China grants Ivanka Trump 5 trademarks amid trade talks

Elias Hubbard
January 23, 2019

They include child care centers, sunglasses, wedding dresses and charitable and art valuation services.

Ivanka Trump's shuttered fashion brand received preliminary approval on five trademarks in China this month while the US and China continue to undergo tense trade negotiations. The applications were filed in 2016 and 2017. Pending any objections, the trademarks will be finalized in 90 days.

Ivanka Trump's expanding intellectual property holdings have long raised ethical concerns, particularly in China, where the courts and bureaucracy tend to reflect the will of the ruling Communist Party.

Ivanka Trump's lawyers in China did not respond immediately to a request for comment.

Last July, over a year after Ivanka assumed the position of a senior White House aide, the United States president's eldest daughter shut down her namesake apparel brand.

Despite the closure, Trump received 16 new trademarks from China's Trademark Office in October, bringing the total number approved by China past year to 34, AP reports.

The first daughter has been criticised in the past for her business relationship with China considering her position in her father's White House.

Critics say that the Trump family's worldwide intellectual property portfolio could set the groundwork for the president and his daughter to profit from their global brands as soon as they leave office.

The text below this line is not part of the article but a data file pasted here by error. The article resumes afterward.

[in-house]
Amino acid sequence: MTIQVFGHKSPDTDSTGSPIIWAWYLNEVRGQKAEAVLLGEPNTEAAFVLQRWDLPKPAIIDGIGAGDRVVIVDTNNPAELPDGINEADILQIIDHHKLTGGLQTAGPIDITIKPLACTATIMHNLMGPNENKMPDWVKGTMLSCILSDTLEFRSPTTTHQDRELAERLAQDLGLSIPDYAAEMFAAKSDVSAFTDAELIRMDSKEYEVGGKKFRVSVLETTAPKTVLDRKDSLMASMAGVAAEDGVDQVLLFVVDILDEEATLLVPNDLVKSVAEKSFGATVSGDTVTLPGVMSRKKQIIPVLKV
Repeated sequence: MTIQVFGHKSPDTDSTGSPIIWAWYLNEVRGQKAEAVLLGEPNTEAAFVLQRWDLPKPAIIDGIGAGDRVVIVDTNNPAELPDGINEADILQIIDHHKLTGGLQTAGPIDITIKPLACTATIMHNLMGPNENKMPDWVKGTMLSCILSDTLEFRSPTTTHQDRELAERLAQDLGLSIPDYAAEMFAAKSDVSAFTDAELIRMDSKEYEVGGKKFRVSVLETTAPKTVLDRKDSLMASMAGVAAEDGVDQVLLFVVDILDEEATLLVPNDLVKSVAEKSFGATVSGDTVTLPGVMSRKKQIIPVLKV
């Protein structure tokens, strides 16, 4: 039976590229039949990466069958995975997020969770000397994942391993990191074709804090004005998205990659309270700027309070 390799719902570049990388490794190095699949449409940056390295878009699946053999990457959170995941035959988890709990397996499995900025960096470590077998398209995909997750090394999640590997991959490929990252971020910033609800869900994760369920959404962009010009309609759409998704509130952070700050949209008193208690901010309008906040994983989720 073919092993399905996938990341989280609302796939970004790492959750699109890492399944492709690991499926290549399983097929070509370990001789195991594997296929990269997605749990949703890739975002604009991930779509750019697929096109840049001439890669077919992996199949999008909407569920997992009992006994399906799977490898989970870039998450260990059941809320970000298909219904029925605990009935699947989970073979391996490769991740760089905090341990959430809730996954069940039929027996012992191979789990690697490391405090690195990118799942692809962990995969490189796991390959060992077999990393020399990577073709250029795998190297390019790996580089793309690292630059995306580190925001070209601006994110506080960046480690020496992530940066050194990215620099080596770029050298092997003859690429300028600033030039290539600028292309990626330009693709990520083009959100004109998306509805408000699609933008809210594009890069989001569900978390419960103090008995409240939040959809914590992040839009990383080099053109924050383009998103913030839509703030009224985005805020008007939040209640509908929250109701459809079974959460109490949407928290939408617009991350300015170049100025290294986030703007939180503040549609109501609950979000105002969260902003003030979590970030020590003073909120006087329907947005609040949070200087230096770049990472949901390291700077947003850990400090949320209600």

In the meantime, there are concerns that by requesting high-profile intellectual property rights from a foreign government, the White House could make it possible for China to exert pressure on the USA in major economic negotiations.

In the midst of a trade war between the U.S. and China, it has been estimated that the value of Chinese goods and services purchased by Americans was $323.3 billion higher than the value of American goods and services bought by their largest trading partner in 2018, according to the Chinese Customs Administration and National Bureau of Statistics of China.

Spokespersons for Ms Trump defended her trademark filings citing that is is a common business practices used to prevent competitors from using her name to sell their own products.

CBS News reports that the Chinese government approved five preliminary trademarks linked to Trump's companies in January.

China has said it treats all trademark applications equally under the law.

Other reports by Click Lancashire

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